MODULE 1: Diesel Engine Fundamentals, DOE FUNDAMENTALS HANDBOOK, MECHANICAL SCIENCE, Volume 1 of 2, Module 1
MODULE 1 TERMINAL OBJECTIVE
1.0 Without references, DESCRIBE the components and theory of operation for a diesel engine.
1.1 DEFINE the following diesel engine terms:
a. Compression ratio
d. Combustion chamber
1.2 Given a drawing of a diesel engine, IDENTIFY the following:
e. Intake ports or valve(s)
f. Exhaust ports or valve(s)
g. Fuel injector
1.3 EXPLAIN how a diesel engine converts the chemical energy stored in the diesel fuel into mechanical energy.
1.4 EXPLAIN how the ignition process occurs in a diesel engine.
1.5 EXPLAIN the operation of a 4-cycle diesel engine to include when the following events
occur during a cycle:
c. Fuel injection
1.6 EXPLAIN the operation of a 2-cycle diesel engine, including when the following events occur during a cycle:
c. Fuel injection
1.7 DESCRIBE how the mechanical-hydraulic governor on a diesel engine controls engine speed.
1.8 LIST five protective alarms usually found on mid-sized and larger diesel engines.
Major Components of a Diesel Engine
Diesel Engine Support Systems
FUNDAMENTALS OF THE DIESEL CYCLE
The Basic Diesel Cycles
The Four-Stoke Cycle
The Two-Stroke Cycle
DIESEL ENGINE SPEED, FUEL CONTROLS, AND PROTECTION
Operation of a Governor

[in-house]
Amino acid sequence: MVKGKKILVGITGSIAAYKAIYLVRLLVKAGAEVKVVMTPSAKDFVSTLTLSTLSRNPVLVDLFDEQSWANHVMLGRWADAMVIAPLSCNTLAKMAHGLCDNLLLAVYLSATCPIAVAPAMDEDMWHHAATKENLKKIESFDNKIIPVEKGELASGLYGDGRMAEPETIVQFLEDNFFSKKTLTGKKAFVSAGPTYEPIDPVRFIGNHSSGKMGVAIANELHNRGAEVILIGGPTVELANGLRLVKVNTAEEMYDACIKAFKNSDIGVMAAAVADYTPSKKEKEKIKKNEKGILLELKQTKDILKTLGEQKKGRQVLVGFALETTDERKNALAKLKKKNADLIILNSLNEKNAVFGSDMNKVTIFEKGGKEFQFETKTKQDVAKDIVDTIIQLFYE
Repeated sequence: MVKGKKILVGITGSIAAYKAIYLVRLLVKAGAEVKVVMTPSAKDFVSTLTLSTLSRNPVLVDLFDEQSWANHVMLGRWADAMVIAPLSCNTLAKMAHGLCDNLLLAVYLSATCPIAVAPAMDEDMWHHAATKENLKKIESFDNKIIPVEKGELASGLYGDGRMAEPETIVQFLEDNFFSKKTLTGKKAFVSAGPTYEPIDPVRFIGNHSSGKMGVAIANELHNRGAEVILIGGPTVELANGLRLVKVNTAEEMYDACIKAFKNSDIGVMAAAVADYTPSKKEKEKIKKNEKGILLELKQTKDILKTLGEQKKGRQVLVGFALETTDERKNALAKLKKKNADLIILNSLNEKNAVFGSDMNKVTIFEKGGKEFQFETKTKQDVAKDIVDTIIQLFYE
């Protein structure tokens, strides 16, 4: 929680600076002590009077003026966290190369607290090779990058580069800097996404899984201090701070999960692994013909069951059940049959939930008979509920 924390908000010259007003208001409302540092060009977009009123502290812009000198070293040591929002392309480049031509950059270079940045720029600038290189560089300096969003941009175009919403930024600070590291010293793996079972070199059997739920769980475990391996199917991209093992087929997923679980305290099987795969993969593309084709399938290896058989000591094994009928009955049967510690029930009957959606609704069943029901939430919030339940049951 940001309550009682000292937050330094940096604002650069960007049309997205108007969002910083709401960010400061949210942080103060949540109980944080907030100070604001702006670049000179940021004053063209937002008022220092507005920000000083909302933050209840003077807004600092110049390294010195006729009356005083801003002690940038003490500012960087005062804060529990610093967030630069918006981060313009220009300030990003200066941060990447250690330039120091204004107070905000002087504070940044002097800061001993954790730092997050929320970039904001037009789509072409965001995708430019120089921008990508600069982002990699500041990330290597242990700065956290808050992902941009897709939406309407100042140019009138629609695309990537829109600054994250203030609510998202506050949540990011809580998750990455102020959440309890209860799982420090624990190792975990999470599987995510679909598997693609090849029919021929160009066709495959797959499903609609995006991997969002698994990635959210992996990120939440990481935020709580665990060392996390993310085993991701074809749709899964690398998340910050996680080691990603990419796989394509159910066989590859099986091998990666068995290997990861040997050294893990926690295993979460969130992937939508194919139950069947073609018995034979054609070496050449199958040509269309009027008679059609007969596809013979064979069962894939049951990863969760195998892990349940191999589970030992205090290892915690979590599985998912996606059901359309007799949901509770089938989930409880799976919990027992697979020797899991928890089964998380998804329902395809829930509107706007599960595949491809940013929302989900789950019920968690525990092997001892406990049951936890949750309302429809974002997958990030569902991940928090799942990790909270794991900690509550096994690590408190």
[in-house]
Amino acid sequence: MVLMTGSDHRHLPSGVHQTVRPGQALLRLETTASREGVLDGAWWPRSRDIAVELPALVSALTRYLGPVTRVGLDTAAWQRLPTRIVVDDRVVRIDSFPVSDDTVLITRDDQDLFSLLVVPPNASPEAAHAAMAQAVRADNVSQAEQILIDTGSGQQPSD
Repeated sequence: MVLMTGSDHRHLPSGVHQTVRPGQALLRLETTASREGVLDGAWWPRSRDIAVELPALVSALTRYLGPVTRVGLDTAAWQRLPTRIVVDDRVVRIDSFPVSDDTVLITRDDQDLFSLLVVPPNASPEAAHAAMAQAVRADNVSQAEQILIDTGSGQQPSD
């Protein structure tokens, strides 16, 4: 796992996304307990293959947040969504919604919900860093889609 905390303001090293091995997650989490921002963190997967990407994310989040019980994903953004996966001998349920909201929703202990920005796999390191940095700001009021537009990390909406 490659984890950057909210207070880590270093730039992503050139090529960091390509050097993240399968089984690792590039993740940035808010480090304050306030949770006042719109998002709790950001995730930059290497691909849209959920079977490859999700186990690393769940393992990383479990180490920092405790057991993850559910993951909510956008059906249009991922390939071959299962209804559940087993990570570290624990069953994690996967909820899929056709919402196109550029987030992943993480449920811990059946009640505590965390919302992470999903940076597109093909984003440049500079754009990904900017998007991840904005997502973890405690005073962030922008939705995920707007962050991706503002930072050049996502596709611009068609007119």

MODULE 2: Heat Exchangers, DOE FUNDAMENTALS HANDBOOK, MECHANICAL SCIENCE, Volume 1 of 2, Module 2
MODULE 2 TERMINAL OBJECTIVE
1.0 Without references, DESCRIBE the purpose, construction, and principles of operation for each major type of heat exchanger: parallel flow, counter flow, and cross flow.
1.1 STATE the two types of heat exchanger construction.
1.2 Provided with a drawing of a heat exchanger, IDENTIFY the following internal parts:
b. Tube sheet
1.3 DESCRIBE hot and cold fluid flow in parallel flow, counter flow, and cross flow heat exchangers.
1.4 DIFFERENTIATE between the following types of heat exchangers:
a. Single-pass versus multi-pass heat exchangers.
b. Regenerative versus non-regenerative heat exchangers.
1.5 LIST at least three applications of heat exchangers.
1.6 STATE the purpose of a condenser.
1.7 DEFINE the following terms:
b. Condensate depression
1.8 STATE why condensers in large steam cycles are operated at a vacuum.
TYPES OF HEAT EXCHANGERS
Types of Heat Exchanger Construction
Types of Heat Exchangers
Comparison of the Types of Heat Exchangers
HEAT EXCHANGER APPLICATIONS
Air Conditioner Evaporator and Condenser
Large Steam System Condensers
MODULE 3: Pumps, DOE FUNDAMENTALS HANDBOOK, MECHANICAL SCIENCE, Volume 1 of 2, Module 3
MODULE 3 TERMINAL OBJECTIVE